Giant Petri Dish Displays Evolution in Space and Time

As E. coli bacteria spread over increasingly concentrated antibiotics, researchers discover novel evolutionary pathways that confer resistance.

Sep 8, 2016
Jenny Rood

YOUTUBE, HARVARD MEDICAL SCHOOL

There are small petri dishes, there are large petri dishes, and then there is MEGA, an enormous, 2-foot-by-4-foot slab of black agar infused with a gradient of antibacterial drugs. Researchers built this behemoth to watch evolution in both time and space—and as they report today (September 8) in Science, MEGA has revealed that the fittest antibiotic-resistant bacteria may not necessarily grow the fastest.

On the oversized plate, “you can see evolutionary branching as it happens,” said Luke McNally, an evolutionary microbiologist at the University of Edinburgh, who co-authored an accompanying editorial. “It’s amazingly, strikingly beautiful.”

Researchers traditionally study bacterial evolution in liquid culture, which forces the bacteria to compete with the flask’s entire population for resources. By contrast, the new microbial evolution and growth arena (MEGA) plate separates bacteria both spatially and temporally, thereby reducing competition, said study coauthor Michael Baym of Harvard Medical School (HMS). The set-up shows the oft-overlooked importance of the physical space surrounding bacteria, said Viktória Lázár, a postdoc who studies evolutionary biology at the Biological Research Centre of Hungary, who was not part of the study.

Additionally, the plate can host a bacterial population much larger than a typical liquid experiment can, making it likelier to see rare mutants, said study coauthor Roy Kishony, who leads an antibiotic-resistance research group at HMS and Technion–Israel Institute of Technology. “It really allows us to see, with our own eyes, the dynamics of evolution,” he added.

Kishony and study coauthor Tami Lieberman, now a postdoc at MIT, wanted to create a vivid demonstration of evolution for their students. Together with Baym and other collaborators, they built the MEGA plate from scratch. They filled the giant acrylic dish with two layers of agar—a solid base, made up of discrete stripes laced with either trimethoprim or ciprofloxacin that increased in concentration toward the center of the plate, and a top coat of viscous “swim agar” to allow bacterial movement. The lower agar layer was mixed with India ink to provide contrast with the white bacteria seeded at the antibiotic-free ends of the dish.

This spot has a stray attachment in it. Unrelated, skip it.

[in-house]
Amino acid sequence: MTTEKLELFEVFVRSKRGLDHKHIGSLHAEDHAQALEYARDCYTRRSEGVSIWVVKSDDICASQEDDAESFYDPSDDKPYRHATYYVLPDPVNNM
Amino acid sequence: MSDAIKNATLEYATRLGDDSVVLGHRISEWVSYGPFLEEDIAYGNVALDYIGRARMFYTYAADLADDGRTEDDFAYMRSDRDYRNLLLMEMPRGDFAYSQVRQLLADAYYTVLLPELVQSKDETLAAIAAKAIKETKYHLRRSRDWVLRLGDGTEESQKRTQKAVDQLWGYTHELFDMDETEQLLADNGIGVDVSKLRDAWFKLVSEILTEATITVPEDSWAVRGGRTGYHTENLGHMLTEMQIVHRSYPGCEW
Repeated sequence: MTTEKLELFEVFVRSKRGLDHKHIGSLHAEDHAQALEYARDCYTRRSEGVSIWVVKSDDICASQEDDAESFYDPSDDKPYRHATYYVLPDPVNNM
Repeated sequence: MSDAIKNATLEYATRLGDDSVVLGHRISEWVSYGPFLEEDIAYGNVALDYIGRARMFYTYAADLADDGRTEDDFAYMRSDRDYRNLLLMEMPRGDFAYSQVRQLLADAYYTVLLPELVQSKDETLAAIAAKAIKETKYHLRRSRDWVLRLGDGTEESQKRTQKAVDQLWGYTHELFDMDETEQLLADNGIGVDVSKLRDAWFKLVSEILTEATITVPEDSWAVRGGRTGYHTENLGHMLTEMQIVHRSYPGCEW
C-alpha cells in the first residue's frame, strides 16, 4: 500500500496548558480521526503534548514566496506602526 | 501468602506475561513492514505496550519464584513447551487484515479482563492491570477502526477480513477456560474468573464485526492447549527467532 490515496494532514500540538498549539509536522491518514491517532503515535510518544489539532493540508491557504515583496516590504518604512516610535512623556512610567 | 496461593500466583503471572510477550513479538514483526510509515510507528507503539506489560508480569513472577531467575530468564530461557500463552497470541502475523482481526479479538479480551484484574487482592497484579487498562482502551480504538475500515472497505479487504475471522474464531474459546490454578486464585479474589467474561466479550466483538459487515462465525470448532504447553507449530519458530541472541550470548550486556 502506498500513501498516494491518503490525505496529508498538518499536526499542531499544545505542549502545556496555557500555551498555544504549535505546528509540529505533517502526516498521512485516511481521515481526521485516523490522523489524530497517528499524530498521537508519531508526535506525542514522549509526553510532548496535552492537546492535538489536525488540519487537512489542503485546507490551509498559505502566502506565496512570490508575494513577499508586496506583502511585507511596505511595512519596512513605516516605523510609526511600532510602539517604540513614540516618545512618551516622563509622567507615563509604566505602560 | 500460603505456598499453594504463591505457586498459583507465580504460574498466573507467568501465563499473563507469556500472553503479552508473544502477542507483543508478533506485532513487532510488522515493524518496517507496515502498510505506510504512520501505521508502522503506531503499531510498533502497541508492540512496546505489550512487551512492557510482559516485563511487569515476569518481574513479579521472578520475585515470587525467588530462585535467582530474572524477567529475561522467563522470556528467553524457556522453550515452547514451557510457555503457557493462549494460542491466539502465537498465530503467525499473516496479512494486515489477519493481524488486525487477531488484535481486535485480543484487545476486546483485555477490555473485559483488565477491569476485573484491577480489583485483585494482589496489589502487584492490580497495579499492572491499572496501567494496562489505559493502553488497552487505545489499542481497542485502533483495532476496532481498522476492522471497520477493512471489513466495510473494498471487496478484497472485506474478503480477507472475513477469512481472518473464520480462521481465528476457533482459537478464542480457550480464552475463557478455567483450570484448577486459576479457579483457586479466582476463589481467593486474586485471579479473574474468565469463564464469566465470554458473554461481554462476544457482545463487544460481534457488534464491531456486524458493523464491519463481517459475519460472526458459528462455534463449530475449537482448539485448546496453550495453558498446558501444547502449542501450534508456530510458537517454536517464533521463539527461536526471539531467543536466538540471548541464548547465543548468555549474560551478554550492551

For 10 days, the researchers imaged the E. coli every 10 minutes as the microbes expanded across the plate, and saw that the bacteria paused briefly at the boundaries of increasingly stringent antibiotic concentrations until a mutant struck out into the higher-drug territory. By challenging the bacteria with differing doses of antibiotic in the first step of the gradient, the team demonstrated that E. coli evolve higher resistance more quickly if they first encounter an intermediate, rather than a high, concentration of antibiotic.

Using the easy-to-see evolutionary trajectory of the bacteria as a guide, the researchers isolated and sequenced the charge-leading mutants. They found adaptive mutations in the gene for the proofreading enzyme DNA polymerase III, the target genes of the antibiotics, and in unexpected genes such as those coding for a phosphate transporter and a kinase that don’t have a known function in establishing resistance, hinting at alternative pathways that could arise.

The scientists were also intrigued to find that many bacteria behind those at the frontier—those that became resistant to antibiotics, but grew more slowly as a result—acquired mutations that further boosted both growth and antibiotic resistance later on. In fact, in a head-to-head race with the bacteria that originally outstripped them, these slow-to-grow bacteria were much more successful by the end of the experiment. Previously, it was commonly thought that regaining growth might require giving up newly acquired resistance, but these mutants suggested that wasn’t the case. “The way to overcome an evolutionary tradeoff is not always to revert back to what you were,” Baym said. “You can get growth back in more ways than just losing resistance.”

McNally said he is excited about MEGA’s potential to investigate new angles of the pressing societal problem of antibiotic resistance, such as the interactions among multiple drugs or multiple bacterial species. Yet, Julian Davies, who studies antibiotics at the University of British Columbia, is not convinced that synthetic trimethoprim and ciproflaxacin and an artificial environment are relevant to how antibiotic resistance develops in soil or the human gut. “It’s a nice paper,” he said, but “it would be really useful if you could duplicate this in the stomach system.”

Whatever the MEGA plate may yet reveal about bacterial evolution, Baym said he believes the platform will fulfill its original purpose as an educational tool. Lázár’s colleague Réka Spohn, a graduate student, agreed: “It’s a really amazing and easy way to show evolution in action to everyone,” she said, and to make abstract concepts such as evolution and mutation concrete.

M. Baym et al., “Spatiotemporal microbial evolution on antibiotic landscapes,” Science, doi:10.1126/science.aag0822, 2016.